What are they doing extremely complex mockery songs have in common with Tuvan throat singing, Beethoven’s Fifth Symphony, song “Show yourself“from Frozen 2and Kendrick Lamar “Duckworth“? According to recent article published in a journal Limits in psychology, the mockingbird follows similar musical rules as those used in human music when composing her songs.
“When you listen to a mockingbird for a while, you can hear the bird not randomly lowering the tunes it mimics,” said co-author Tina Roeske, a neuroscientist at the Max Planck Institute for Empirical Aesthetics. “We seem to follow similar clips of the melody according to consistent rules. However, to scientifically examine this conjecture, we had to use quantitative analyzes to check if the data actually supported our hypotheses.”
Mockingbirds are known for their ability to imitate other birds and certain sounds from their environment, provided that these sounds fall within the acoustic range of the mockingbird. For example, birds can mimic blue jays, but not ravens, frogs, but not bull frogs. Over half of the songs are mockery of mimicry, and the species boasts an impressive repertoire consisting of hundreds of types of phrases.
Over the decades, there have been numerous tests of mockery songs, and this is how scientists know that mockery usually repeats each syllable three to five times, separated by tiny breaths, before moving on to something new. (A “syllable” can be a single note or a set of notes.) One 1987 study classified thousands of phrases for a song of only four birds, concluding that although there are hundreds of types of syllables, most are not produced often; 25 percent appeared only once in the sample data.
What is less understood is how mockingbirds choose which syllables to sing – that is, how they move into composing their complex songs. This is not random sampling. This new study is the first attempt to qualify or quantify the specific compositional strategies that the mockingbird uses when composing its musical stylings: so-called “morphing modes,” akin to variations on a theme. To do this, the team reviewed the songs of five different mockingbirds; three were recorded in the field in mid-spring, and the other two are from a publicly available bird database (Xeno-canto).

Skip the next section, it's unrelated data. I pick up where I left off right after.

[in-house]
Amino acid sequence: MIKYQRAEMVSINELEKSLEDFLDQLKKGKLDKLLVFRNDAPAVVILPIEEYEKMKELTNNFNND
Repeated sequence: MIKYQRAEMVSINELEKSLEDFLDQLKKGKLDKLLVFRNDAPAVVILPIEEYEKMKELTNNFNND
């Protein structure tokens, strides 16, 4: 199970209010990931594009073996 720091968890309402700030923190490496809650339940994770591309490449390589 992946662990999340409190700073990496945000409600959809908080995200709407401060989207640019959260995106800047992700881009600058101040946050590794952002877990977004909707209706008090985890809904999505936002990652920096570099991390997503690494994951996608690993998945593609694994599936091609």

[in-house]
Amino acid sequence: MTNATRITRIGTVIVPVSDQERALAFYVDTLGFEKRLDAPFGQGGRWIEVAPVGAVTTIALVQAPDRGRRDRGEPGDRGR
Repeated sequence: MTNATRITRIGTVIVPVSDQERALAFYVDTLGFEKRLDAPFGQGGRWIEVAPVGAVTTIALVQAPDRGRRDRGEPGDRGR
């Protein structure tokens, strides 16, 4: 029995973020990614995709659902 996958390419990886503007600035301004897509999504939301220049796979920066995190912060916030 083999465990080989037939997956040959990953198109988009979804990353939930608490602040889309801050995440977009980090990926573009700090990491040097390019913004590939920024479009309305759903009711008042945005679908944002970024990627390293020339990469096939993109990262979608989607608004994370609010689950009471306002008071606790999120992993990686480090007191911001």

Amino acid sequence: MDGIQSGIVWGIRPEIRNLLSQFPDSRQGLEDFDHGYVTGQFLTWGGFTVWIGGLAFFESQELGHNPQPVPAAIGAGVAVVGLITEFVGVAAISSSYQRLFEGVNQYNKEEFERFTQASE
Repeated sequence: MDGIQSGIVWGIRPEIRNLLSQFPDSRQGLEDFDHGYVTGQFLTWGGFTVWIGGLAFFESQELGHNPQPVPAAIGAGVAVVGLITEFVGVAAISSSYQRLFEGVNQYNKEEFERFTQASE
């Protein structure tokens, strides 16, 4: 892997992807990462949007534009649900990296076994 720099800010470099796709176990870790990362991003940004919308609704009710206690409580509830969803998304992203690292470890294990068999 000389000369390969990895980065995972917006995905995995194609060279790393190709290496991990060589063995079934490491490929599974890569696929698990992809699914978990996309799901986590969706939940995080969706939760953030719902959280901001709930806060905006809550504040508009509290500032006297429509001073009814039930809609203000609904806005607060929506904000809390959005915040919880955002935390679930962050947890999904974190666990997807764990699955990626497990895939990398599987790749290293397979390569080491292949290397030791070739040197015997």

All three authors provided a unique perspective on the study, Roeske’s specialty is statistical analysis of animal signals. David Rothernberg is a music philosopher at the New Jersey Institute of Technology who studies the connections between music and nature. And Dave Gammon is a field biologist from Elon University in North Carolina, who has studied mockery songs (and one bird in particular) for many years.
“When confronted with a complex mockery song, the musician will hear one thing, the ornithologist another, and the signal analyst something else,” the authors wrote of the rationale for this interdisciplinary approach. “The most complete human knowledge of any natural phenomenon comes from combining different human forms of knowledge – neither perspective denies the other. They are strongest when applied together.”
The team created spectrograms of mockery songs to visualize the syllables of the components. They listened to the recordings and made their own qualitative assessments of how the “ways of morphing” birds work (transitions between phrases). In the end, they reduced it all to the four basic compositional strategies used by the mockers as they moved from one sound to another: changing the tone, changing the pitch, stretching the transition, and squeezing the transition. They quantified the frequency of the four modes based on song samples from three of the five birds used in the study and found that approximately half of all morphings were timbre-based.
Admittedly, this is a simplification and “almost every transition involves a mixture of more than one of these ways,” the authors acknowledged. The four ways are not a strict classification system, but are more of a heuristic tool. “We use this as a basis from which verifiable hypotheses can be derived,” they wrote, comparing four ways with the minimal pairs commonly used in phonology (e.g., “house / mouse,” “drag / join,” and other word pairs that differ by one phoneme).